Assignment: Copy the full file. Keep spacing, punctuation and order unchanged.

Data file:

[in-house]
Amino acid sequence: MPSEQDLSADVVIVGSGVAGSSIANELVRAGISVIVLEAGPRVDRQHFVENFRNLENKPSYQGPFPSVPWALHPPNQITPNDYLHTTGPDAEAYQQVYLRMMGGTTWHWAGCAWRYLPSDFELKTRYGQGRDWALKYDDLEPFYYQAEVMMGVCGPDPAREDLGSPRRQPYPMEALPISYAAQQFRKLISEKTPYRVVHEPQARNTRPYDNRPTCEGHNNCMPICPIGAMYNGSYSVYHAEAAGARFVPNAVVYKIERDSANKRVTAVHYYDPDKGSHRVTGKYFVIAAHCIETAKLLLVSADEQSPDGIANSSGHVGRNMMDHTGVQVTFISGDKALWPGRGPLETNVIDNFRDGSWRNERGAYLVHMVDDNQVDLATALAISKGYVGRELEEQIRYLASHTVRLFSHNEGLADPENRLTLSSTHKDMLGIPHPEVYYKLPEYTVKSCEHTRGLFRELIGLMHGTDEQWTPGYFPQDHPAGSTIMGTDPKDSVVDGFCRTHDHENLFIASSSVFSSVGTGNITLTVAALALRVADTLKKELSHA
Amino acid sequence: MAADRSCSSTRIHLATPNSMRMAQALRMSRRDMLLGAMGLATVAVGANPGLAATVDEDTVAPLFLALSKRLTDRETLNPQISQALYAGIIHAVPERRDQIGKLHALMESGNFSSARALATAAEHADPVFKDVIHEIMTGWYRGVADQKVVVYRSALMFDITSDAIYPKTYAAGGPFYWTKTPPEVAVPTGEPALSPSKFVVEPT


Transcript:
[in-house]
Amino acid sequence: MPSEQDLSADVVIVGSGVAGSSIANELVRAGISVIVLEAGPRVDRQHFVENFRNLENKPSYQGPFPSVPWALHPPNQITPNDYLHTTGPDAEAYQQVYLRMMGGTTWHWAGCAWRYLPSDFELKTRYGQGRDWALKYDDLEPFYYQAEVMMGVCGPDPAREDLGSPRRQPYPMEALPISYAAQQFRKLISEKTPYRVVHEPQARNTRPYDNRPTCEGHNNCMPICPIGAMYNGSYSVYHAEAAGARFVPNAVVYKIERDSANKRVTAVHYYDPDKGSHRVTGKYFVIAAHCIETAKLLLVSADEQSPDGIANSSGHVGRNMMDHTGVQVTFISGDKALWPGRGPLETNVIDNFRDGSWRNERGAYLVHMVDDNQVDLATALAISKGYVGRELEEQIRYLASHTVRLFSHNEGLADPENRLTLSSTHKDMLGIPHPEVYYKLPEYTVKSCEHTRGLFRELIGLMHGTDEQWTPGYFPQDHPAGSTIMGTDPKDSVVDGFCRTHDHENLFIASSSVFSSVGTGNITLTVAALALRVADTLKKELSHA
Amino acid sequence: MAADRSCSSTRIHLATPNSMRMAQALRMSRRDMLLGAMGLATVAVGANPGLAATVDEDTVAPLFLALSKRLTDRETLNPQISQALYAGIIHAVPERRDQIGKLHALMESGNFSSARALATAAEHADPVFKDVIHEIMTGWYRGVADQKVVVYRSALMFDITSDAIYPKTYAAGGPFYWTKTPPEVAVPTGEPALSPSKFVVEPT